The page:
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Bilirubin modulates acetylcholine receptors in rat superior cervical ganglionic neurons in a bidirectional manner.

Zhang C, Wang Z, Dong J, Pan R, Qiu H, Zhang J, Zhang P, Zheng J, Yu W - Sci Rep (2014)

Bottom Line: Bilirubin partly improved the inhibitory effect of forskolin on ACh-induced currents without affecting the action of H-89.These data suggest that the dual effects of enhancement and suppression of bilirubin on nAChR function may be ascribed to the action mechanism of positive allosteric modulation and direct blockade.Thus, suppression of sympathetic ganglionic transmission through postganglionic nAChRs inhibition may partially contribute to the adverse cardiovascular effects in jaundiced patients.

View Article: PubMed Central - PubMed

Affiliation: 1] Department of Anesthesiology, Eastern Hepatobiliary Surgery Hospital, the Second Military Medical University, Shanghai, China [2] Department of Anesthesiology, Xinhua Hospital, Shanghai Jiaotong University, Shanghai, China.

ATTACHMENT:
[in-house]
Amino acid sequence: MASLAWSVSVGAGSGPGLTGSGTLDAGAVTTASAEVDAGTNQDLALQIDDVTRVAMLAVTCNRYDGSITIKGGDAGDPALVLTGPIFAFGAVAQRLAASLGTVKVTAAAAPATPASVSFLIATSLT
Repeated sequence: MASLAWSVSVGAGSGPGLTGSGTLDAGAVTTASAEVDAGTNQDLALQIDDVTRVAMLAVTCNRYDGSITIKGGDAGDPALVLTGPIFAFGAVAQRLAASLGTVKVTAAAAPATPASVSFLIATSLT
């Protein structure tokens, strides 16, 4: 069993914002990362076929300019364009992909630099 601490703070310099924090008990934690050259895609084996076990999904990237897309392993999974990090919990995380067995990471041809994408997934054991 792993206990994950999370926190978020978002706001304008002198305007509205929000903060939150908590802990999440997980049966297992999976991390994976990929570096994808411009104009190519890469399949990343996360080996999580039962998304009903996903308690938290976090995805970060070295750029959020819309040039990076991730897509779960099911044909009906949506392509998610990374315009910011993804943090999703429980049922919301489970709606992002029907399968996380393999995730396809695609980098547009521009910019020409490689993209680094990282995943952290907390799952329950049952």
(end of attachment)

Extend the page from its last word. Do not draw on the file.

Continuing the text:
ABSTRACT
Autonomic dysfunction as a partial contributing factor to cardiovascular instability in jaundiced patients is often associated with increased serum bilirubin levels. Whether increased serum bilirubin levels could directly inhibit sympathetic ganglion transmission by blocking neuronal nicotinic acetylcholine receptors (nAChRs) remains to be elucidated. Conventional patch-clamp recordings were used to study the effect of bilirubin on nAChRs currents from enzymatically dissociated rat superior cervical ganglia (SCG) neurons. The results showed that low concnetrations (0.5 and 2 μM) of bilirubin enhanced the peak ACh-evoked currents, while high concentrations (3 to 5.5 µM) of bilirubin suppressed the currents with an IC50 of 4 ± 0.5 μM. In addition, bilirubin decreased the extent of desensitization of nAChRs in a concentration-dependent manner. This inhibitory effect of bilirubin on nAChRs channel currents was non-competitive and voltage independent. Bilirubin partly improved the inhibitory effect of forskolin on ACh-induced currents without affecting the action of H-89. These data suggest that the dual effects of enhancement and suppression of bilirubin on nAChR function may be ascribed to the action mechanism of positive allosteric modulation and direct blockade. Thus, suppression of sympathetic ganglionic transmission through postganglionic nAChRs inhibition may partially contribute to the adverse cardiovascular effects in jaundiced patients.